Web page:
• ​​Table to store the data from.CSV File in supported variables. In our case, we have used the following command to create a table in the database.
create database csvdb;
sku INT,
name VARCHAR(200),
price DOUBLE


  • ​​Cloud: Amazon Web Services
  • ​​Scripting Languages Used: HTML, Javascript, and PHP
  • ​​Kubernetes Version: 1.11
  • ​​K8s Cluster Instance Type: t2.medium
  • ​​Instances are launched in Private subnets
  • ​​3 masters and 2 nodes (Autoscaling Configured)
  • ​​K8s Master / Worker node is in the Autoscaling group for HA / Scalability / Fault Tolerant
  • ​​S3 buckets to store data (details in Prerequisites)
  • ​​Route53 has been used for DNS Management
  • ​​RDS — MySQL 5.7 (MultiAZ Enabled)

​​Provision Kubernetes Cluster on AWS

kops create cluster --ssh-public-key ~/.ssh/ --master-zones ap-south-1a --zones ap-south-1a,ap-south-1b,ap-south-1a --master-size=t2.medium --node-count=2 --master-count 3 --node-size t2.small --topology private --dns public --networking calico --vpc vpc-xxxx --state s3://pucdemo-kops-state-store --subnets subnet-xxxx,subnet-xxxx --utility-subnets subnet-xxx,subnet-xxx --kubernetes-version 1.11.0 --api-loadbalancer-type internal --admin-access --ssh-access --cloud-labels "Environment=TEST" --master-volume-size 100 --node-volume-size 100 --encrypt-etcd-storage;


  • ​ We have provided our public key in the argument — ssh-public-key. The respective private key will be used for SSH access to your master and nodes.
  • private subnets are provided as arguments in “ — subnets”: will be used by Kubernetes API(internal)
  • ​​public subnets are provided as arguments in “— utility-subnets”: will be used by Kubernetes services(external)
  • ​​ “— admin-access” will have the IP CIDR for which the Kubernetes API port will be allowed.
  • ​​ “— ssh-access” will have the IP from where you will be able to SSH into master nodes of Kubernetes Cluster.
  • ​​ is the hosted zone created in Route 53. KOPS will create API related DNS records within it.

​​Attach ECR Full access policy to cluster nodes Instance Profile.

​​Create Required Kubernetes Resources

Clone the below Github repo:

Create GitLab Instance:

Replace the values for the following variable in the Kubernetes-gitlab/gitlab-deployment.yml :

kubectl create -f kubernetes-gitlab/gitlab-ns.yml
kubectl create -f kubernetes-gitlab/postgresql-deployment.yml
kubectl create -f kubernetes-gitlab/postgresql-svc.yml
kubectl create -f kubernetes-gitlab/redis-deployment.yml
kubectl create -f kubernetes-gitlab/redis-svc.yml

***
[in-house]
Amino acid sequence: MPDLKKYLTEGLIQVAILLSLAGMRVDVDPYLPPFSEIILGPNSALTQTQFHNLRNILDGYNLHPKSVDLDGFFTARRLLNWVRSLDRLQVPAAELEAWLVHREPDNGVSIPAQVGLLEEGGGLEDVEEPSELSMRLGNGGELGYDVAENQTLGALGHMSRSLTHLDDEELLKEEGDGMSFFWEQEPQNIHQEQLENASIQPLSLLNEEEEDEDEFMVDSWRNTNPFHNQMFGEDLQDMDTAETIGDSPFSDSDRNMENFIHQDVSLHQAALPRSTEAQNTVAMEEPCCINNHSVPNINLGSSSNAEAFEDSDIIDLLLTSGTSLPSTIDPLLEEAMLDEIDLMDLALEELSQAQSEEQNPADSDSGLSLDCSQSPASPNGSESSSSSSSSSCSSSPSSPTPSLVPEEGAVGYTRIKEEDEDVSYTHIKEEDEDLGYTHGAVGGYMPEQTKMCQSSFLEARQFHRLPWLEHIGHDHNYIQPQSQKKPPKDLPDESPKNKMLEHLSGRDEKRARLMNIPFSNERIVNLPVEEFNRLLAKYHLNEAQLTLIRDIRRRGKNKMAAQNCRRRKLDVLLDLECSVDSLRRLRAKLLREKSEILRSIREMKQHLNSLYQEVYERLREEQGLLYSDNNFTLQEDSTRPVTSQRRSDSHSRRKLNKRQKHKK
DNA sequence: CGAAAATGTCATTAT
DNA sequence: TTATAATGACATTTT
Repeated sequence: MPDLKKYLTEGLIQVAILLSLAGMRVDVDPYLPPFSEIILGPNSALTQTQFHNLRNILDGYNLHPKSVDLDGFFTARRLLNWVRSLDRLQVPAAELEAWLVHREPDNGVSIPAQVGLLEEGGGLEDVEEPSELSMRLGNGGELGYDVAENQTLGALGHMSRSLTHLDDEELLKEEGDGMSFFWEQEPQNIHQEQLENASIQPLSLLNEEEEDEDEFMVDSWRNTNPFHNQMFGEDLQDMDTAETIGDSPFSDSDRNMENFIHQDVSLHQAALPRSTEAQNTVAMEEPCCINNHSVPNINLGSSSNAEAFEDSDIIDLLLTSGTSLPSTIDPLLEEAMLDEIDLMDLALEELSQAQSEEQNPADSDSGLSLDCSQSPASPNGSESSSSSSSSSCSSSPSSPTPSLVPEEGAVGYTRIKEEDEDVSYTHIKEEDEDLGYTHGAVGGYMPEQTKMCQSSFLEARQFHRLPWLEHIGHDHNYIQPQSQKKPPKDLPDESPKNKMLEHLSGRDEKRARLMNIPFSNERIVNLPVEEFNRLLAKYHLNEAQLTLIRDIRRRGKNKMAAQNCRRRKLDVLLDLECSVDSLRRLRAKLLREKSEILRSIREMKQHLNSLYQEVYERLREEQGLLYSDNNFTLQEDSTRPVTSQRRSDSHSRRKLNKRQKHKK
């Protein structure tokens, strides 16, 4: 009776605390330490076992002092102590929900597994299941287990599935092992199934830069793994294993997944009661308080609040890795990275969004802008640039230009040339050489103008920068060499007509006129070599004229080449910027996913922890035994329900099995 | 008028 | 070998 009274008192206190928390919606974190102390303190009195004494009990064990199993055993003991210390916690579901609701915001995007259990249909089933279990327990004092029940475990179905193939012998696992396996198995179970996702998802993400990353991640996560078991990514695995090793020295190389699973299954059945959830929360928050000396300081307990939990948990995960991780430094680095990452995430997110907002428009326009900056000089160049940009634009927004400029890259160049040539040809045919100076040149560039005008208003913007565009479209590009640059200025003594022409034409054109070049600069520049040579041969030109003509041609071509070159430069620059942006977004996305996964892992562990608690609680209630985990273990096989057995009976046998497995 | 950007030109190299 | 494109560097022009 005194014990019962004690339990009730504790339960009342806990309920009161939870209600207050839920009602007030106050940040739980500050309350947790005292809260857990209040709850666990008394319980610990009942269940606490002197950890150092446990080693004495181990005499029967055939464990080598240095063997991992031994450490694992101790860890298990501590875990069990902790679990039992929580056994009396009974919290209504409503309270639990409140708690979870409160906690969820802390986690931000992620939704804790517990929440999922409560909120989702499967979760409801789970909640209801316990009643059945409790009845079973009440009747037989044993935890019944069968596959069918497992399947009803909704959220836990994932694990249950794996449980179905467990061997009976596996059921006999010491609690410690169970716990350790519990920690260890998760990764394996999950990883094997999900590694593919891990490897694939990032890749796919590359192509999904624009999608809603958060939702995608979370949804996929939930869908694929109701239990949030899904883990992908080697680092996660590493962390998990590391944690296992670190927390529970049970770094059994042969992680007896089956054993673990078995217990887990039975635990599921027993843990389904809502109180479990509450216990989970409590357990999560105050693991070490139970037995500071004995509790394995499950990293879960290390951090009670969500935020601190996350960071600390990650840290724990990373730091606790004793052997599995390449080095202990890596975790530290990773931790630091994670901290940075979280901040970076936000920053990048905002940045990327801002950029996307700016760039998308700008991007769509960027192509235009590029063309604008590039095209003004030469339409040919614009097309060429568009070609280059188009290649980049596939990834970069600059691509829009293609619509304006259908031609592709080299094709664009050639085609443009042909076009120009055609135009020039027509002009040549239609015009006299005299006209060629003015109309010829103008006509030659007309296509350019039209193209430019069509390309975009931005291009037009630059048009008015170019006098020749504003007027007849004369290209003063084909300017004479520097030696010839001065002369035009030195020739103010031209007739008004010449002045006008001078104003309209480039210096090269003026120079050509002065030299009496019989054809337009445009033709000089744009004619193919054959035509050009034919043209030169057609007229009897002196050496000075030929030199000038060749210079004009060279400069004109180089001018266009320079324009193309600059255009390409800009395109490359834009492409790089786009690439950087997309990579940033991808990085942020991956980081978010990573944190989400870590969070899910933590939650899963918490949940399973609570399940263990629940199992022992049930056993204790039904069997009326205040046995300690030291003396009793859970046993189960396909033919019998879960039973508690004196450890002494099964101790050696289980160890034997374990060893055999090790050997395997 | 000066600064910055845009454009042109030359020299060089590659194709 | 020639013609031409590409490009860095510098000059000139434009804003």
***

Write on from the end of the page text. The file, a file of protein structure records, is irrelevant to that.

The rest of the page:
kubectl create -f kubernetes-gitlab/gitlab-deployment.yml
kubectl create -f kubernetes-gitlab/gitlab-svc.yml

kubectl get svc -n gitlab” will give the provisioned Loadbalancer Endpoint. Create a DNS Record for the Endpoint, for example,

Create Gitlab Runner:

Replace the values for the following variable in the GitLab-runners/configmap.yml :

  • Gitlab URL
  • Registration Token

Go to the Gitlab Runners section in the Gitlab console to get the above values.

kubectl create -f gitlab-runners/rbac.yaml
kubectl create -f gitlab-runners/configmap.yaml
kubectl create -f gitlab-runners/deployment.yaml

Create CSVParser Application:

Create a base Docker image with Nginx and php7.0 installed on it and push to ECR. Give the base image in csvparser/k8s/deployment.yaml.

kubectl create -f csvparser/k8s/deployment.yaml
kubectl create -f csvparser/k8s/service.yaml

kubectl get svc” will give the provisioned Loadbalancer Endpoint. Create a DNS Record for the Endpoint, for example,

Application Functionality

  • Basic Authentication is enabled for the main page.
  • The browse field will accept the CSV file only.
  • After uploading, the data will be imported into the database by clicking the “Import” button.
  • The processed files can be viewed by clicking on the “View Files” button.
  • “View Data” button will list the records from the database in tabular format.
  • The data record can be edited inline and updated into the database by clicking the “Archive” button.
  • A particular row can be deleted from the database by clicking the “Delete” button.
  • The application is running on two different nodes in different subnets and is being deployed under a Classic LoadBalancer.


  • The Gitlab Instance and Runner are running as pods on the Kubernetes Cluster.
  • The application code is available in the Gitlab Repository along with Dockerfile and .gitlab-ci.yml
  • The pipeline is implemented in Gitlab Console using .gitlab-ci.yml file.
  • Whenever a commit is pushed to the Repository, the pipeline is triggered which will execute the following steps in a pipeline:
  • Build: Build a docker image from the Dockerfile and push to AWS ECR Repo.
  • Deploy: Updates the docker image for the already running application pod on Kubernetes Cluster.

Application in Action

Hit the Gitlab Service:

Sign in with the credentials.